A lawsuit put toward Meta, formerly Facebook, has seen a family sue the company over their pre-teen daughter's eating disorder.
The family believe Meta is to blame for the "addictive" personality of their teenage daughter, and their lawsuit against the billion dollar company has cited a series of leaked Facebook papers.
Lawyers representing Alexis Spence claimed that her "addictive" use of Instagram had caused her to suffer from an eating disorder as well as suffering from self-harm and thoughts of suicide over several years.
The lawsuit was filed by the family in California, America, with the US District Court and brings up buried Facebook papers as evidence.
The case against Meta provided internal company documents that were leaked last year by an anonymous whistleblower, who disclosed thousands of internal files.
Reportedly within the documents were files that related to Instagram research, which shows that the popular app had a significant mental health impact on teenage girls.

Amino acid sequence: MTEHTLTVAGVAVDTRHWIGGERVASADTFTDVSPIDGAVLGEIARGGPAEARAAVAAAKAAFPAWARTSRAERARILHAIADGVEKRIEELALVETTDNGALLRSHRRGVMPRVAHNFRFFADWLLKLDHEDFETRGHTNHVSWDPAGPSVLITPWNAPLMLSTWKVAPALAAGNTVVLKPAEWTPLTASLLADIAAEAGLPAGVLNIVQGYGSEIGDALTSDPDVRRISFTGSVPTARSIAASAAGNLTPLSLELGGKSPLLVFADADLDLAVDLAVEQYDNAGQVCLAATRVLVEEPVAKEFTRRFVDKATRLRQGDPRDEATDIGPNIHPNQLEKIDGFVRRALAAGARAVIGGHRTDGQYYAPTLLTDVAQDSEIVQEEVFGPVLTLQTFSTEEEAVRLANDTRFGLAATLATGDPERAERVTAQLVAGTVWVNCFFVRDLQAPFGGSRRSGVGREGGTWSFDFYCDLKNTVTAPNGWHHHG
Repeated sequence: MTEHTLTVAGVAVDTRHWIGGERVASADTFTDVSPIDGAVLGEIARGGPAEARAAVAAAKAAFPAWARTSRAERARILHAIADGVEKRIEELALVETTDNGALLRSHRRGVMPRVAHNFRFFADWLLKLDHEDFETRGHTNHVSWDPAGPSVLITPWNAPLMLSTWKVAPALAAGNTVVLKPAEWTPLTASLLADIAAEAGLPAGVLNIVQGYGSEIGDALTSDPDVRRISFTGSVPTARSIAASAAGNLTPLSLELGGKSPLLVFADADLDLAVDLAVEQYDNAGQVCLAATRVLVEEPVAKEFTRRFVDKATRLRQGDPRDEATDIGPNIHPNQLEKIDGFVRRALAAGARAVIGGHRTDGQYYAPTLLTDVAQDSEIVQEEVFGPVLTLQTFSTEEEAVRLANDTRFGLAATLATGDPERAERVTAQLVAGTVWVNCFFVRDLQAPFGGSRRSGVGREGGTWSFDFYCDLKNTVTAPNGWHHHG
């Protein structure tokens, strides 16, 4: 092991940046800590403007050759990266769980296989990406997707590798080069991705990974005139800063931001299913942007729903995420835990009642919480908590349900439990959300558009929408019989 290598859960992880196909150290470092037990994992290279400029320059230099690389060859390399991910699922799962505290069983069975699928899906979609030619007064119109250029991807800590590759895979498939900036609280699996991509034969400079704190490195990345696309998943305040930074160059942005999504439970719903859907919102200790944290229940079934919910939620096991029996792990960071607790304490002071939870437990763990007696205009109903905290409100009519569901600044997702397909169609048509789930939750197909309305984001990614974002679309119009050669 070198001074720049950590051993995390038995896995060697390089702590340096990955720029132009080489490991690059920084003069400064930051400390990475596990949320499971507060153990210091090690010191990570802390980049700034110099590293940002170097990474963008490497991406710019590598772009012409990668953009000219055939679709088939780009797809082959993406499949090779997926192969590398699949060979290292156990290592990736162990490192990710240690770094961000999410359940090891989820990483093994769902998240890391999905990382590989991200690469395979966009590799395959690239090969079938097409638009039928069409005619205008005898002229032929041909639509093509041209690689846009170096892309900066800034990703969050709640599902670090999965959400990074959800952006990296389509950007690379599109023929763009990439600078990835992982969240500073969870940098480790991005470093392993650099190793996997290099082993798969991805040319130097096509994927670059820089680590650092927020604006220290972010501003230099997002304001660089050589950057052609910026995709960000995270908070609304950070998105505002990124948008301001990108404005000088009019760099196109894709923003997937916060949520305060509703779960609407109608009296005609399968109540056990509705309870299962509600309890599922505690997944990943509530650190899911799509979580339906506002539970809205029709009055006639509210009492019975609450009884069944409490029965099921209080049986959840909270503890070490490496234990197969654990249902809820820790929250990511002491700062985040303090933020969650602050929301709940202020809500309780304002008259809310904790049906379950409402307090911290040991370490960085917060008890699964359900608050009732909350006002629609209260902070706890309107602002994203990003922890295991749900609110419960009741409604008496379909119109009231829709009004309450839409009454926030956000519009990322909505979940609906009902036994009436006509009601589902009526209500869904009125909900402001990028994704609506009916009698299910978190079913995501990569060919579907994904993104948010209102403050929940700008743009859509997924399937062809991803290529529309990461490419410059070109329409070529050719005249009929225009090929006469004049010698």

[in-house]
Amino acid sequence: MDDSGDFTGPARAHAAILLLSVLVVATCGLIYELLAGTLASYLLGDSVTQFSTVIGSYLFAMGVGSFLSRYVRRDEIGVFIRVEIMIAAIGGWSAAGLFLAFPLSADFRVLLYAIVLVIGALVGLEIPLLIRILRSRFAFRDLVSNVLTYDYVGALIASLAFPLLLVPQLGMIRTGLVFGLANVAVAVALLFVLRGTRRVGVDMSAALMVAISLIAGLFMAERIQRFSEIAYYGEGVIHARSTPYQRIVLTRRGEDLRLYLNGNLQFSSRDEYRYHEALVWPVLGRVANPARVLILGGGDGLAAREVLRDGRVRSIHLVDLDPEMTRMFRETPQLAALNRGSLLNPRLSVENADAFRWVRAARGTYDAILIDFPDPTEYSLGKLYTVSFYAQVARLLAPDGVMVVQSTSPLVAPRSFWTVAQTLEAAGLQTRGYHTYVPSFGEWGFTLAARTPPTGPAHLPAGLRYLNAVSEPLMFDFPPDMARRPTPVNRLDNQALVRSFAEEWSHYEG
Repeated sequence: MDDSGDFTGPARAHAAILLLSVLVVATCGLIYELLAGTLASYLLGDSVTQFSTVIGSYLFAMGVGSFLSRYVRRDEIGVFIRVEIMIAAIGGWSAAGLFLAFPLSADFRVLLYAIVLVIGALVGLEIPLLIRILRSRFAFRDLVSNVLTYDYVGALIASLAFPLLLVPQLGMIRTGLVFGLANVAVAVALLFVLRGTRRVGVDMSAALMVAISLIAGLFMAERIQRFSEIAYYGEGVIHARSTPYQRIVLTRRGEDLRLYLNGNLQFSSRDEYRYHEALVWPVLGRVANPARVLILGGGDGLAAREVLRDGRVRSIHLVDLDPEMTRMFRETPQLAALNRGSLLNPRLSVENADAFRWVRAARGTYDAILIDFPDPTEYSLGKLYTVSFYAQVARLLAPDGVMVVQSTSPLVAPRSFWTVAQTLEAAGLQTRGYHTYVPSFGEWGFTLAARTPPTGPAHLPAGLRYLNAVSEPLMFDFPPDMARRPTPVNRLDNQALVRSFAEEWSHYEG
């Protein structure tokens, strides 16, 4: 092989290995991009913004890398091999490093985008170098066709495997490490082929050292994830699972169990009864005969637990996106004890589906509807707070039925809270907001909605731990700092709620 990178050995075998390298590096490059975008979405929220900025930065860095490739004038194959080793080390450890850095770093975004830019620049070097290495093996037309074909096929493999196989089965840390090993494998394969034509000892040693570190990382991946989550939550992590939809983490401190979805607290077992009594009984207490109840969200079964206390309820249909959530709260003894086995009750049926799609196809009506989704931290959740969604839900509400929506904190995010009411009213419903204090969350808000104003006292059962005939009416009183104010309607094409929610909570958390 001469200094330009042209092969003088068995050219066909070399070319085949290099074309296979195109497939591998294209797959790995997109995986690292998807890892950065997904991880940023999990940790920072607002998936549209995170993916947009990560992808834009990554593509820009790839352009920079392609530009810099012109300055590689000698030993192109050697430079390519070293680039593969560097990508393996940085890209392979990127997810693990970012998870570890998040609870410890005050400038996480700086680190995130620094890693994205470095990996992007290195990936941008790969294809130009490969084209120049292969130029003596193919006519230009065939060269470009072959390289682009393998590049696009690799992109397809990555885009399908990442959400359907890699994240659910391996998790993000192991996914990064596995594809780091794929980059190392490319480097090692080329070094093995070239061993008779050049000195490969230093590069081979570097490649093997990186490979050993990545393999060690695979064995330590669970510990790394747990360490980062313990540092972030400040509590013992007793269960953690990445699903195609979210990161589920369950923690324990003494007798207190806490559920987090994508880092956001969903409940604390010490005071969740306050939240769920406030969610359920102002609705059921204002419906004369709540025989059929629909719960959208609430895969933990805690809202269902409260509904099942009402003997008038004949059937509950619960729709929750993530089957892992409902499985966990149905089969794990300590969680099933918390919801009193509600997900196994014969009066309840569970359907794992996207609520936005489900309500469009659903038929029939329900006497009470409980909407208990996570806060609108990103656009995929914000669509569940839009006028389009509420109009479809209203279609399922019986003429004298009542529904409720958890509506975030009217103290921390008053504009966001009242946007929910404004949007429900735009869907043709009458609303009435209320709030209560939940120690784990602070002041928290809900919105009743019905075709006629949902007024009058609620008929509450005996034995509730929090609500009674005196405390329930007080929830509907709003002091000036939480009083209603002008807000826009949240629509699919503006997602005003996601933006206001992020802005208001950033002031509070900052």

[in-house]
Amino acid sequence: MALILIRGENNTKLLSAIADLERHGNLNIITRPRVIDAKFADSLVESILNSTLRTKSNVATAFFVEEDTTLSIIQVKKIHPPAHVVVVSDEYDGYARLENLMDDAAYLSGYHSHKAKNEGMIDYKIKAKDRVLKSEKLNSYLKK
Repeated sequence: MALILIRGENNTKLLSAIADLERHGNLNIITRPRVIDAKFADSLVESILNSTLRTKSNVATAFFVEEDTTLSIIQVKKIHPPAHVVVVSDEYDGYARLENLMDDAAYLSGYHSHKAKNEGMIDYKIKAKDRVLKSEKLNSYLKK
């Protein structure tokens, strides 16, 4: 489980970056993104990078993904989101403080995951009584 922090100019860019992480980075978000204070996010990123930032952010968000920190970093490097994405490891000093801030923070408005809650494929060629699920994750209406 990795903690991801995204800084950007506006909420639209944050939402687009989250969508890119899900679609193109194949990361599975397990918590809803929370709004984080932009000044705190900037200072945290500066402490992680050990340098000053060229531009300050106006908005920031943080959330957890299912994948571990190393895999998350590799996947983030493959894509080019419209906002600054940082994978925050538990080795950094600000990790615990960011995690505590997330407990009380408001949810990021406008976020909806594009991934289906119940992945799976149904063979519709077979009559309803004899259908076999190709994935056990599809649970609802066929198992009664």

The so-called Facebook Papers were used in evidence presented to the court, with the United States Securities Exchange Commission and Congress alleging last year that Instagram targeted tweens – generally seen as preadolescent children – and called them "herd animals".
They also alleged at the time that Facebook was utilising Instagram as a target for teenagers who wanted "to find communities where they can fit in."
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A case was filed by Social Media Victims Law Center, a Seattle-based group that advocates for the families of teenagers harmed online.
The lawsuit states that Alexis, now 19, first set up an account when she was 11, despite the social media platform's age of use requiring users to be 13 at minimum.
The once "confident and happy" teenager is said to have been hospitalised with depression, anxiety and anorexia and is in recovery because of harmful content consistently promoted to her on the app, the Independent reported.
Founder of the Social Media Victims Law Center, Matthew P Bergman, who represents the family, said: "You look at the extensive research that it [Meta] performed, they knew exactly what they were doing to kids, and they kept doing it."
Meta has been contacted for comment.
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